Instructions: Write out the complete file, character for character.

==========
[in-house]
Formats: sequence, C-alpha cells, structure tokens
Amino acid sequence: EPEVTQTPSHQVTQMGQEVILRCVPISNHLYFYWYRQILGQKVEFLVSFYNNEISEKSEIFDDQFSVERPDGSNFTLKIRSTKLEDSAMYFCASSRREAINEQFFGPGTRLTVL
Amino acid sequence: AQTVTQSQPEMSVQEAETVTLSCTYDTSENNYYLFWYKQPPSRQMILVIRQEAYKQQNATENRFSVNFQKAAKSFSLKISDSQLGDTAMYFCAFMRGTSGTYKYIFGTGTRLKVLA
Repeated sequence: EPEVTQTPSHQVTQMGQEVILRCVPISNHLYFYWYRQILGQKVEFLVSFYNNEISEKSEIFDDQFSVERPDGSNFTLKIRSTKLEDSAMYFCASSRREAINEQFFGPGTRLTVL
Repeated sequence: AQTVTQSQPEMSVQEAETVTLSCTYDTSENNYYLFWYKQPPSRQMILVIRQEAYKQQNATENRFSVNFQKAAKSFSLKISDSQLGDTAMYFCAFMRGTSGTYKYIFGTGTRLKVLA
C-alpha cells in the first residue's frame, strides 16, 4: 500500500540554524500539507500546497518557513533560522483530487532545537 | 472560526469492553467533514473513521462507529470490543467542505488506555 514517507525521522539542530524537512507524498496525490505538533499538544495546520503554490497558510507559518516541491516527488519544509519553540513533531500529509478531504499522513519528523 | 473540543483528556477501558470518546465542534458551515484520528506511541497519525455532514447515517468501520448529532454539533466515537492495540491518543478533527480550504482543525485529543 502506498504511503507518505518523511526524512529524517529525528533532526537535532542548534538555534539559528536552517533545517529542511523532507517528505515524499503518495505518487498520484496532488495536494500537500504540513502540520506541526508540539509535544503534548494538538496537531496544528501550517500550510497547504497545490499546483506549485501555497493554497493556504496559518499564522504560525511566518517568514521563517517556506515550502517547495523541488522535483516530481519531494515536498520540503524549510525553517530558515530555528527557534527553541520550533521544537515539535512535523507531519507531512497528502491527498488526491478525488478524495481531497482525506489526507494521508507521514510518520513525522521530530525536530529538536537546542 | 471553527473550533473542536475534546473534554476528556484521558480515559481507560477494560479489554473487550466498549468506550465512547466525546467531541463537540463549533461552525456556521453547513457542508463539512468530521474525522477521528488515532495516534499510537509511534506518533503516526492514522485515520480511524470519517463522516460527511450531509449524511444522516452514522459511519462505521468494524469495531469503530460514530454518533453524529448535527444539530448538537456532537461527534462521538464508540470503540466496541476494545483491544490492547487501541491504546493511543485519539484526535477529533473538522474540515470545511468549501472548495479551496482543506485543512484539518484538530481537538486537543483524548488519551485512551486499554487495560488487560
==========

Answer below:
[in-house]
Formats: sequence, C-alpha cells, structure tokens
Amino acid sequence: EPEVTQTPSHQVTQMGQEVILRCVPISNHLYFYWYRQILGQKVEFLVSFYNNEISEKSEIFDDQFSVERPDGSNFTLKIRSTKLEDSAMYFCASSRREAINEQFFGPGTRLTVL
Amino acid sequence: AQTVTQSQPEMSVQEAETVTLSCTYDTSENNYYLFWYKQPPSRQMILVIRQEAYKQQNATENRFSVNFQKAAKSFSLKISDSQLGDTAMYFCAFMRGTSGTYKYIFGTGTRLKVLA
Repeated sequence: EPEVTQTPSHQVTQMGQEVILRCVPISNHLYFYWYRQILGQKVEFLVSFYNNEISEKSEIFDDQFSVERPDGSNFTLKIRSTKLEDSAMYFCASSRREAINEQFFGPGTRLTVL
Repeated sequence: AQTVTQSQPEMSVQEAETVTLSCTYDTSENNYYLFWYKQPPSRQMILVIRQEAYKQQNATENRFSVNFQKAAKSFSLKISDSQLGDTAMYFCAFMRGTSGTYKYIFGTGTRLKVLA
C-alpha cells in the first residue's frame, strides 16, 4: 500500500540554524500539507500546497518557513533560522483530487532545537 | 472560526469492553467533514473513521462507529470490543467542505488506555 514517507525521522539542530524537512507524498496525490505538533499538544495546520503554490497558510507559518516541491516527488519544509519553540513533531500529509478531504499522513519528523 | 473540543483528556477501558470518546465542534458551515484520528506511541497519525455532514447515517468501520448529532454539533466515537492495540491518543478533527480550504482543525485529543 502506498504511503507518505518523511526524512529524517529525528533532526537535532542548534538555534539559528536552517533545517529542511523532507517528505515524499503518495505518487498520484496532488495536494500537500504540513502540520506541526508540539509535544503534548494538538496537531496544528501550517500550510497547504497545490499546483506549485501555497493554497493556504496559518499564522504560525511566518517568514521563517517556506515550502517547495523541488522535483516530481519531494515536498520540503524549510525553517530558515530555528527557534527553541520550533521544537515539535512535523507531519507531512497528502491527498488526491478525488478524495481531497482525506489526507494521508507521514510518520513525522521530530525536530529538536537546542 | 471553527473550533473542536475534546473534554476528556484521558480515559481507560477494560479489554473487550466498549468506550465512547466525546467531541463537540463549533461552525456556521453547513457542508463539512468530521474525522477521528488515532495516534499510537509511534506518533503516526492514522485515520480511524470519517463522516460527511450531509449524511444522516452514522459511519462505521468494524469495531469503530460514530454518533453524529448535527444539530448538537456532537461527534462521538464508540470503540466496541476494545483491544490492547487501541491504546493511543485519539484526535477529533473538522474540515470545511468549501472548495479551496482543506485543512484539518484538530481537538486537543483524548488519551485512551486499554487495560488487560